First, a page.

What is the Application Process for Social Security Disability and SSI?
How do you Win Benefits under Social Security Disability or SSI?
If I am determined disabled, how far back will Social Security pay benefits?
How do you prove your disability case if you have a mental condition?
What Can I Do to Improve My Chances of Winning Disability Benefits
Common Mistakes after Receiving a Denial of Social Security Disability or SSI Benefits
How to File for Disability - Tips for Filing
If You Get Approved For SSDI Will You Also Get Medicare?
How much does a Social Security disability attorney get paid?
Social Security Disability SSI Criteria and the Evaluation Process
How long does it take to be approved for SSI or Social Security disability?
What do you Need to Prove to Qualify for Disability Benefits?
Social Security Disability SSI and Fibromyalgia
Social Security Disability SSI and Degenerative Disc Disease
Can I Qualify For Disability and Receive Benefits based on Depression?
Answers to questions about SSD and SSI disability
What Disabilities Qualify for SSI and Social Security Disability Benefits?
Social Security Disability Status
Social Security Disability Tips — how a claim gets worked on
Social Security Disability, SSI Disability - Terms, Definitions, Concepts
Winning Social Security Disability Benefits For Mental Disorders
How to prove you are disabled
and win disability benefits
It is difficult for anyone to win disability benefits, but especially for those who are filing for disability based on a mental disorder. Unfortunately, there still exists some discrimination in society against those who are mentally ill, and this attitude cannot help but be reflected by the psychologists and psychiatrists who evaluate people for the Social Security Administration. There are still quite a few mental health professionals who are unsupportive, perhaps even somewhat hostile, toward those seeking confirmation of a mental disorder to support a claim for disability.
In addition, those who are awarded disability due to a mental disorder are often at a disadvantage in that their condition was not immediately diagnosed. As a result of their struggle with mental illness, they may have a sketchy work history, if any. Social Security Disability (SSD) is awarded only to those who have paid into the system through FICA deductions from their paychecks. Many people with mental disorders haven’t worked enough to qualify for Social Security Disability or SSI, or have worked such low-paying jobs in the past that they qualify for very little benefit under SSD.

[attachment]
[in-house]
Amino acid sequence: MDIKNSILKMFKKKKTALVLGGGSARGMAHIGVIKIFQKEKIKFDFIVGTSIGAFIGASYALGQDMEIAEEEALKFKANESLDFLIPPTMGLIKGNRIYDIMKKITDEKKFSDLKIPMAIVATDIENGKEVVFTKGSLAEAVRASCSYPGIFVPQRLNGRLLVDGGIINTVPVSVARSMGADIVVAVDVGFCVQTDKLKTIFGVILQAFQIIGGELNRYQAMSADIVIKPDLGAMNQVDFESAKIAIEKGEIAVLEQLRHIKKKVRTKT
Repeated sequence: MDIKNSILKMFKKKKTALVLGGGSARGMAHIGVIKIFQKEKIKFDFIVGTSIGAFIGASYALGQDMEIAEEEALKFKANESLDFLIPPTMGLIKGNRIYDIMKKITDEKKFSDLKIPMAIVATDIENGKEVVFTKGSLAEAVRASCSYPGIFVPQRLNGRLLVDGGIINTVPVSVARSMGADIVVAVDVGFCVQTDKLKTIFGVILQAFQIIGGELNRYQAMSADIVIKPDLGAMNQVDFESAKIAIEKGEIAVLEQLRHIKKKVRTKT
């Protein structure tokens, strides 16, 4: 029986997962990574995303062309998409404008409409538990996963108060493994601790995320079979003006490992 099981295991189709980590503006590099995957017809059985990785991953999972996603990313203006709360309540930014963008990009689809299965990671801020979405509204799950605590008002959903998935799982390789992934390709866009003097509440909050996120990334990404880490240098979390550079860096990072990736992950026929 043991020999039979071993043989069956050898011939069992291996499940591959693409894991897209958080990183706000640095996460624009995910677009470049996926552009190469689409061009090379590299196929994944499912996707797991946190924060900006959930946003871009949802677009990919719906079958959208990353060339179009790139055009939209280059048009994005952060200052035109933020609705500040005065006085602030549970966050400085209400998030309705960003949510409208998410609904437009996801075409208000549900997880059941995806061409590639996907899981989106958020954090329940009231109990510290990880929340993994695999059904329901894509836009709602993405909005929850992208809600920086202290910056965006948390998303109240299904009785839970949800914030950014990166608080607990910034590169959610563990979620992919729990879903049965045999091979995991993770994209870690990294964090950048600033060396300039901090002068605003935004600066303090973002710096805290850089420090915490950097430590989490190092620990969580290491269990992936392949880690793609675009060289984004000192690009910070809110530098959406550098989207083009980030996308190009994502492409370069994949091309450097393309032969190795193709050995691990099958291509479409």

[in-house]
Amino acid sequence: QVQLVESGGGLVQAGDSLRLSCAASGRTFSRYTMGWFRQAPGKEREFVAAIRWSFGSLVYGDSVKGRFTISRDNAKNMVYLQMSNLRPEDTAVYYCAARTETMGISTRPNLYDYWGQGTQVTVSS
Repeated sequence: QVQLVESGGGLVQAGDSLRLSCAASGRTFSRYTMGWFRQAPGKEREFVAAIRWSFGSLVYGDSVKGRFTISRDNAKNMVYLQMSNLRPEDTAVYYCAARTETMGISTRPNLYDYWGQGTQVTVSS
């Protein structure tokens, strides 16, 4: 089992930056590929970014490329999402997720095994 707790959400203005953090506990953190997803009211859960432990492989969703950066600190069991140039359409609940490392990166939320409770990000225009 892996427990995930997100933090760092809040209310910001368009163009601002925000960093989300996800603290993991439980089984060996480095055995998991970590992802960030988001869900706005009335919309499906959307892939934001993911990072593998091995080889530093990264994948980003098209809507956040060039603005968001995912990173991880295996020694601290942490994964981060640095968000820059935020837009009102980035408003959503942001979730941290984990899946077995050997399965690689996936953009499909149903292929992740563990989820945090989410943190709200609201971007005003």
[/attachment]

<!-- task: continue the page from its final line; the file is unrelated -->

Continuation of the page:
Fortunately, in deciding who is awarded benefits, Social Security does not discriminate between physical and mental impairments. The litmus test for receiving disability benefits is the existence of a severe physical or mental condition, or combination of conditions, that prevent an applicant from earning the substantial gainful activity (SGA) limit each month. (The SGA amount is determined annually by Social Security.) In fact, the disability system is designed in such a way that younger people and others who have not worked much can collect more benefits than what they paid into the system.
As society has become more aware of the limitations imposed on individuals by mental illness, decisions within Social Security have mirrored this awareness. People with schizophrenia, manic depressive disorder, depression, etc., are no longer assumed to be easily “curable” with prescription medication. Since disability benefits are awarded only to those whose condition is expected to remain unchanged for at least twelve months, more and more people with mental disorders are no longer being denied based on the expectation that their condition will improve.
Though it may be more difficult for those with mental disorders to win full disability benefits than for those with obvious physical impairments, we can only hope that, as society learns more about the nature of mental illness and its limitations, this attitude will be reflected among the psychiatrists and psychologists who evaluate patients for Social Security.
The Social Security Disability and SSI Process for Mental Claims based on Mental Disorders
Social Security Disability and SSI Mental Claims and Criteria
Return to: SSDRC, or the Questions, Answers, Tips, and Advice page
Individual Questions and Answers
SSD and SSI are Federal Programs
The title II Social Security Disability and title 16 SSI Disability programs operate under federal guidelines and, therefore, the program requirements--medical and non-medical--apply to all states:
Alabama, Alaska, Arizona, Arkansas, California, Colorado, Connecticut, Delaware, Florida, Georgia, Hawaii, Idaho, Indiana, Illinois, Iowa, Kansas, Kentucky, Louisiana, Maine, Maryland, Massachusetts, Michigan, Minnesota, Mississippi, Missouri, Montana, Nebraska, Nevada, New Hampshire, New Jersey, New Mexico, New York, North Carolina, North Dakota, Ohio, Oklahoma, Oregon, Pennsylvania, Rhode Island, South Carolina, South Dakota, Tennessee, Texas, Utah, Vermont, Virginia, Washington, West Virginia, Wisconsin, Wyoming
Recent approval and denial statistics for various states can be viewed here:
Social Security Disability, SSI Approval and Denial Statistics by state
Special Section: Disability Lawyers and unnecessary claim denials